There are two ways somebody can interpret this video.
-“I’m much better than that kid at golf! [says a 33 year old]. I have a 12 handicap and can outdrive that joker by 200 yards!”
-“Wow, that’s remarkable for somebody of that age…if he continues like that, he could someday win 14 Majors.”
Both assessments are logically correct. But as a young company selling into enterprises, you will often get the first reaction.
In my experience, a lot of larger corporations (and people who work at them) can generally only see the present — the present capabilities, the present revenue (or trajectory), the present limitations. In startups, you need to see the future. Not as a fortuneteller would (impossible) but to judge teams and ideas on their future potential / adjacencies.
There is a natural lesson here for an entrepreneur — which is to beware showing “leanness” of product when interacting with a large company. Saying “we can/will add that later” unfortunately lacks credibility, because large companies are often incapable of building anything quickly, and hence their employees tend to doubt this statement. “Blockers” in the large organization will try to scrap any deal with a “deficient” startup.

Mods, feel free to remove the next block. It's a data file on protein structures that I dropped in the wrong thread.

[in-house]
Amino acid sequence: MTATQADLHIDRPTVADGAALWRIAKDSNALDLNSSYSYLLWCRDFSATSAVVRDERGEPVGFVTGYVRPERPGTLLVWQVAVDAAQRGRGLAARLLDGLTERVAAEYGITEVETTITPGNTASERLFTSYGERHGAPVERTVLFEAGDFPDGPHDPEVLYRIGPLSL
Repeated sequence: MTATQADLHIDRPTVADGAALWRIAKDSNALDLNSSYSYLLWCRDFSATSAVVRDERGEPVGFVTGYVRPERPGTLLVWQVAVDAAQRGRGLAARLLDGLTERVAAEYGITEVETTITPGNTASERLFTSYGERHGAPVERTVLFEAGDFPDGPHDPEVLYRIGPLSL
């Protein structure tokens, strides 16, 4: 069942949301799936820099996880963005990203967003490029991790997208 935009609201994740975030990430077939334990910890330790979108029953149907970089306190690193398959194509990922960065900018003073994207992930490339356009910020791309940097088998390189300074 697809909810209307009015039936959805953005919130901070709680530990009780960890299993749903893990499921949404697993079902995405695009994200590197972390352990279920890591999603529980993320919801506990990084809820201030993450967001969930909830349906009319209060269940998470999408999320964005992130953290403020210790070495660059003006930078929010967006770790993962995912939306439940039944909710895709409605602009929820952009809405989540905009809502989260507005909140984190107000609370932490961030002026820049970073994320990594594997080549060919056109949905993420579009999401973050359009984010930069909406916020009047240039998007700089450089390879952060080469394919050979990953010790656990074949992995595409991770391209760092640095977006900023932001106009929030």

The right way to build a typical startup is “lean.” Overbuilding before product-market fit can be catastrophic; building sophisticated management and operational processes before you need them is normally a vast misallocation of resources and actually prevents learning of what the market wants.
But present your lean startup to a large company and you’ll hear “where’s the beef?” When selling a product to a large company, or even selling your OWN company to a large company, you’ll be thoroughly evaluated on the present — which sometimes is good in, say, M&A when you are on an unsustainably high growth rate. The hard part of a company is generally making the whole thing work; it’s not the sophistication of a set of algorithms, but having the whole product perform at scale with an organization that can support it.
I saw this firsthand at TrialPay, which was, at its simplest level, an advertising technology company. An early potential deal with a large company did not materialize because said company was displeased with our optimization systems, even though we could add a better optimization algorithm in a few days (GitHub shows 329 collaborative filtering projects). But we were judged on the present, and if we had the opportunity to do it over, I would have actually invested those few days to look “fatter” — even if it had no impact on our business.